PLO negotiator says Washington, J’lem may take punitive measures in response to Palestinian bid to upgrade to non-member state, says institutions need to prepare for reactions to “avoid a state of internal chaos.”
The Palestinians must be prepared for the possibility that the US and Israel may impose severe economic restrictions on the Palestinian Authority the day after the UN upgrades the status of a Palestinian entity to non-member state, chief PLO negotiator Saeb Erekat warned on Thursday.
“It’s very important to be prepared for Israeli reactions to the upgrading of the Palestinian state’s status so as to avoid a state of internal chaos,” Erekat said in an report about the implications of the statehood bid.
“Palestinian institutions must be prepared for a state of emergency to limit, as much as possible, the negative impact of the anticipated step.” Erekat’s warning came as the PA leadership reiterated its intention to ask the UN later this month for an upgrade to the status of non-member state.
The chief negotiator said he expected Congress and the US administration to take a number of “retaliatory” measures in response to the Palestinian statehood bid, such as freezing financial aid to the PA, closing the PLO mission’s office in Washington and exerting pressure on governments worldwide to dissuade them from supporting the bid.
Erekat said he also expected the Americans to suspend funds to a number of UN agencies and organizations, first and foremost the United Nations Relief and Works Agency (UNRWA) which works solely with Palestinians.
As for Israel’s expected response, Erekat said that the Israeli government may carry out its threat to unilaterally withdraw from some areas in the West Bank, freeze tax revenues belonging to the PA, instigate a “security deterioration” on the ground and impose restrictions on the Palestinian economy, particularly its private sector.
Erekat said he expected Israel to also annex the Jordan Valley, expand settlements and walk away from the Oslo Accords that were signed with the PLO in 1993.
Meanwhile, the PLO published a “position paper” explaining its motives behind the renewed statehood bid.
The paper said that the PLO “seeks to enhance Palestine’s status to that of an observer state, as a significant step toward fulfilling the Palestinian people’s natural, historical and legal rights to self-determination and independence.”
According to the PLO, “this step is a continuation of the standing Palestinian application for membership at the United Nations, which was lodged on September 23, 2011.
“Together with the international community, Palestine believes that the status quo of political deadlock, while occupation, colonization and apartheid policies become further entrenched, is neither acceptable nor sustainable. The Palestinian initiative intends to protect the prospects of peace and accelerate its realization.
This step reaffirms and protects the internationally endorsed two-state solution. It is anchored in relevant United Nations resolutions, including General Assembly resolutions 181 and 194, and international law.” The PLO paper added that “according to international law, self-determination is a universally recognized inalienable right that is not subject to negotiation.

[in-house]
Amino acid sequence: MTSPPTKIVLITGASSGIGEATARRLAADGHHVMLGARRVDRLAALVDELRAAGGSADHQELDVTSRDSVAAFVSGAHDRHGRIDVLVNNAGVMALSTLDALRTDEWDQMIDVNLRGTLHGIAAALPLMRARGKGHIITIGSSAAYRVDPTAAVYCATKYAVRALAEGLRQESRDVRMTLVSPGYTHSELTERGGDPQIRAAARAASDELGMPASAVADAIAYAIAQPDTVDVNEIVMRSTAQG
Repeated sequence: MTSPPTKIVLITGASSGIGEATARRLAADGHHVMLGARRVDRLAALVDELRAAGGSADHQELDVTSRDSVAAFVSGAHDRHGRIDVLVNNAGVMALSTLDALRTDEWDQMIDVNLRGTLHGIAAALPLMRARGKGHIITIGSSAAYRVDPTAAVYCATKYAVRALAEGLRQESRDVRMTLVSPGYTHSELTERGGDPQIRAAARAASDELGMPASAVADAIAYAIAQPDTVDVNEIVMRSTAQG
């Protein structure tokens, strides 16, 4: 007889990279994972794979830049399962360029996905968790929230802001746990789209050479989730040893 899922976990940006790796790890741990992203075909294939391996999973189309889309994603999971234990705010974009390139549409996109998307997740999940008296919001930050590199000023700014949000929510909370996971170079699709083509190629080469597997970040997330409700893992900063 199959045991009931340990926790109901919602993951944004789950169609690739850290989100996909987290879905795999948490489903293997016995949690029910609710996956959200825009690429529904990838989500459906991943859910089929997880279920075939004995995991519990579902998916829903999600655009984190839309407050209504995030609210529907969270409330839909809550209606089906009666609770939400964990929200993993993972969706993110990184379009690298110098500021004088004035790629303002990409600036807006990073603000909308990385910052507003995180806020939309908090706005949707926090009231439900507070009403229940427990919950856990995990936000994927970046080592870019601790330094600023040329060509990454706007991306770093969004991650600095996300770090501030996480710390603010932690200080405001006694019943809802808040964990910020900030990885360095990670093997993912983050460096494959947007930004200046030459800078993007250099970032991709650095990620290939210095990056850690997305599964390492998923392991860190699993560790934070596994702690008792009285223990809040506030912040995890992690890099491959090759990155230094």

Independence has never been a final-status issue and statehood has never been negotiated bilaterally. The right of peoples to self-determination is non-negotiable and the Palestinian people will thus never negotiate this right or subject it to Israel’s whims. Enhancing Palestine’s status at the UN is a step toward justice and will be an affirmation of the international community’s commitment to the universal values of human rights, as embodied in the United Nations Charter.”
The PLO explained that the Palestinian “initiative seeks to end occupation and realize the establishment of the State of Palestine; it does not seek to delegitimize or isolate Israel.
Rather, this step seeks to delegitimize the policies of occupation and colonization and to overcome the paralysis in the international community, especially with regard to ending Israel’s impunity and compelling its compliance with international law.”
The Palestinian effort, according to the PLO, is consistent with the formal Palestinian recognition of Israel in 1993, and consistent with the internationally endorsed goal of the peace process – two states living side by side in peace and security on the basis of the pre-1967 borders.
“Recognition is necessary to achieve the ultimate objective of the two-state solution and expedite its realization at a time when Israel is incessantly and recklessly undermining that solution and the prospects for achieving a just peace,” the PLO said.
Palestinian Authority President Mahmoud Abbas called on Prime Minister Binyamin Netanyahu on Thursday to return to the negotiations table and discuss the two-state solution based on the 1967 borders, Channel 2 reported.
In an interview set to air Friday on Channel 2, Abbas also vowed that as long as he is PA president, there will be no third intifada.
“We don’t want to use terror; we don’t want to use force,” Abbas said. “We want to use diplomacy and negotiations.”
A day earlier, Netanyahu discussed with French President François Hollande the need to rekindle the long-frozen peace talks.
Netanyahu said he would be happy to meet Abbas in Paris.
“I am willing to go to negotiations right away without any preconditions,” Netanyahu said.
“If you want to test that, then President Hollande can invite President Abbas to the Élysée, and I’m here, I’m ready. It will take him a day to get here. We can start. From my point of view, it’s immediate and without preconditions,” Netanyahu said at the press conference.